In summary, there is a medical need for a substitution of EE as the estrogen in COC and of E2 in HRT. The substitute should reliably (CV of AUC<50%) become bioavailable after oral administration and be present at sufficiently high concentrations at the estrogen receptors (ERα, ERβ) for the total treatment interval of 24 hours.

TECHNICAL PROBLEMS OF THE INVENTION

A first problem, therefore, is to provide an oral formulation containing 8-PN and a suitable progestin, preferably DRSP, that continuously distributes the drugs for the gastro-intestinal transit time of generally 12-16 hours and which preferably has to be administered once a day, preferably before bed time.

A second problem, therefore, is to provide an oral formulation for a suitable so-called C21-progestin, preferably DRSP, and a substitute for EE (mestranol), preferably 8-PN, which continuously distributes the drugs for the gastro-intestinal transit time of generally 12-16 hours and which preferably has to be administered once a day, preferably in the evening.

A third problem, therefore, is to provide oral formulations for a suitable so-called C21-progestin, preferably DRSP, and a substitute for EE (mestranol) in case of COC or for E2 (metabolites or esters) in case of HRT, preferably 8-PN, which immediately releases the progestin but continuously distributes 8-PN for the gastro-intestinal transit time of generally 12-16 hours. Preparations have preferably to be administered once a day, preferably in the evening.

SUMMARY OF THE INVENTION AND PREFERRED EMBODIMENTS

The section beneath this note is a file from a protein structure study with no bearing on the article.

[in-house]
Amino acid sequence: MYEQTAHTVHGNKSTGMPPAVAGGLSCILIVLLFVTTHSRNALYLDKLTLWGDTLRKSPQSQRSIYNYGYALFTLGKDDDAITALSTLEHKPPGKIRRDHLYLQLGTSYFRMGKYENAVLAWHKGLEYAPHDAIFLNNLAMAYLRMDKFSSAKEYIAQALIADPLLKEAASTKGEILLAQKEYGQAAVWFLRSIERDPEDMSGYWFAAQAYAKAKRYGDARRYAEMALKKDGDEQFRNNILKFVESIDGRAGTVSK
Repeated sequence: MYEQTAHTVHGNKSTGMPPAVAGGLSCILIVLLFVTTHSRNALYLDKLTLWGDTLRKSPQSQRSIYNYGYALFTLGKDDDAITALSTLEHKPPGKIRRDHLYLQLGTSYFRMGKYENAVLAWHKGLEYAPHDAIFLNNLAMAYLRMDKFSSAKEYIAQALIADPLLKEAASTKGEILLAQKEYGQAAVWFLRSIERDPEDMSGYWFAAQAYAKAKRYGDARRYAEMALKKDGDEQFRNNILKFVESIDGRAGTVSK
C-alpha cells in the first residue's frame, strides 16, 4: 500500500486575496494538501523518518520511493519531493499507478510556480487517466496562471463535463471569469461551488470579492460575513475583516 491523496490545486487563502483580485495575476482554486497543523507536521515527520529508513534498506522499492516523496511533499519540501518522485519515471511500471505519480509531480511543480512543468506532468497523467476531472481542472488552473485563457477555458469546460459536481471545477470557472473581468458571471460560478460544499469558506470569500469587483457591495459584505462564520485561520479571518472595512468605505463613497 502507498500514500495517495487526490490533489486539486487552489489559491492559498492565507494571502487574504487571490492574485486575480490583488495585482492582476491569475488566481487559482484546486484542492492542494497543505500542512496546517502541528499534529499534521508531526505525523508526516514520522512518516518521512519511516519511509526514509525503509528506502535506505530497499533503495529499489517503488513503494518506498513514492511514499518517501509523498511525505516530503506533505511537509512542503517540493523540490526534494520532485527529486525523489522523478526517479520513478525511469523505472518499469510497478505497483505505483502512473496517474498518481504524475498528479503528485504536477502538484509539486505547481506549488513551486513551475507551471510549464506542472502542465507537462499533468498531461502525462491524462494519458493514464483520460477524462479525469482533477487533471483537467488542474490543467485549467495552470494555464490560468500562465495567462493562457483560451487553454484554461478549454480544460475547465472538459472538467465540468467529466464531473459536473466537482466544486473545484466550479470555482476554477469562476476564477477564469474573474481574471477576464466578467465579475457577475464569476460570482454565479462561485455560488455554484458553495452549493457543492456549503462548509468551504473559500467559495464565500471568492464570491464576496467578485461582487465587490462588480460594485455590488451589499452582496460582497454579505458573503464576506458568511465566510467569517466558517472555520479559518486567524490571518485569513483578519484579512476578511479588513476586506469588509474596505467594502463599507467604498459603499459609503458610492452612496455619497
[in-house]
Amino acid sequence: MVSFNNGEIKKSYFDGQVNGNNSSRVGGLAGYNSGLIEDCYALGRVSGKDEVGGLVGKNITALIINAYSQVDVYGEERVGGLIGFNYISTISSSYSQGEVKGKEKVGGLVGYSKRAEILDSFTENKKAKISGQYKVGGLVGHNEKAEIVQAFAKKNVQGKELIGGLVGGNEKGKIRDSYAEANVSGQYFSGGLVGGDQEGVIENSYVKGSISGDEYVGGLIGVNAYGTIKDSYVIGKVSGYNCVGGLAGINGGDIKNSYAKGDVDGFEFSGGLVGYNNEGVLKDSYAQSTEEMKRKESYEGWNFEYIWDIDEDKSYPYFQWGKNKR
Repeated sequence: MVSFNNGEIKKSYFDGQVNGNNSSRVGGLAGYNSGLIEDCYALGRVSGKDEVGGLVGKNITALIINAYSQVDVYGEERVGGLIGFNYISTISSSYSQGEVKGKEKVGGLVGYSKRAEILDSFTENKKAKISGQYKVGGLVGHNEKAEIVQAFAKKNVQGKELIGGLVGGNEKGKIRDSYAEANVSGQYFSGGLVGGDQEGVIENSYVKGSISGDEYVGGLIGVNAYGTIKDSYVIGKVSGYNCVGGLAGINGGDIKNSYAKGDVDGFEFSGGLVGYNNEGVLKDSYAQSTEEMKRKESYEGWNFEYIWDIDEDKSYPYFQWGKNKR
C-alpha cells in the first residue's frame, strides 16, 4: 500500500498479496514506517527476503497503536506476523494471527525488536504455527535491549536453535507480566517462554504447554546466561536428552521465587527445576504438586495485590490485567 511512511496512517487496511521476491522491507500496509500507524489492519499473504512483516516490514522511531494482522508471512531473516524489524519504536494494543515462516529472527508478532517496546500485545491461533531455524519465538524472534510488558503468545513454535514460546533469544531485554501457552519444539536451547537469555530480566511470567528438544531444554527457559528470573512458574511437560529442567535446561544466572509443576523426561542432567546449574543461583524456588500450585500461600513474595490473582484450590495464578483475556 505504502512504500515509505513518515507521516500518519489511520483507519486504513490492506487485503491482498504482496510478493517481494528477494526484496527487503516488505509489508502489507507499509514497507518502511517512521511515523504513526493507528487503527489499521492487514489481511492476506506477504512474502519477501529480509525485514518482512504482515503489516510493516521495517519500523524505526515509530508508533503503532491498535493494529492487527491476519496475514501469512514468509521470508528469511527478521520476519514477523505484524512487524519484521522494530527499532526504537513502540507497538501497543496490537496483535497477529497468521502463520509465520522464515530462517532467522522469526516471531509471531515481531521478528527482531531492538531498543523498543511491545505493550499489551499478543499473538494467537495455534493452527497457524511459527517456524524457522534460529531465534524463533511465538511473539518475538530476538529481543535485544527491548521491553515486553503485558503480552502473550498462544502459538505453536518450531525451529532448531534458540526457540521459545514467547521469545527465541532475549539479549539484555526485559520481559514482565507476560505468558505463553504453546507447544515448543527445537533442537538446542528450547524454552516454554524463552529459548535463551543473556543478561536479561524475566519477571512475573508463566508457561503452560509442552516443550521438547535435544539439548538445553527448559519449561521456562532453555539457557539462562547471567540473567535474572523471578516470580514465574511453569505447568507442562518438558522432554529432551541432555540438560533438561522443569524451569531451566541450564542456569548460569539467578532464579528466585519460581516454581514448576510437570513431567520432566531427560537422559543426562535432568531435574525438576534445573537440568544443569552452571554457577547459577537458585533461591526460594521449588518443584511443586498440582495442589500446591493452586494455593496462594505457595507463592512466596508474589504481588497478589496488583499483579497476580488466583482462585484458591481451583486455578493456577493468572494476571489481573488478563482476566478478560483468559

The first two problems are solved by a solid oral modified release formulation containing 8-PN and DRSP. This formulation contains a polymeric matrix, a buffer substance and one or more excipients in addition to 8-PN and DRSP. Preferably, the buffer substance is an alkaline substance like e.g. magnesium oxide, magnesium hydroxide, dihydroxyaluminum aminoacetate, magnesium carbonate, calcium carbonate, sodium ascorbate, magnesium trisilicate, dihydroxyaluminum sodium carbonate, aluminum hydroxide, sodium citrate, potassium phosphate, sodium bicarbonate, disodium hydrogenphosphate or some combinations thereof. Preferably, the particle size of the compounds is in the range of 0.1-750 μm. Most preferably, it is in the range of 20-400 μm. The polymer matrix is preferably chosen from the group consisting of: cellulose derivatives, acrylic derivatives, vinyl polymers, polyacrylates, polycarbonates, polyethers, polystyrenes polyanhydrides, polyesters, polyorthoesters, polysaccharides and natural polymers. Most preferably, the polymer matrix consists of water soluble polyvinylpyrrolidone and/or water insoluble polyvinylacetate. In a preferred embodiment the oral modified release formulation is coated with a polymeric coat.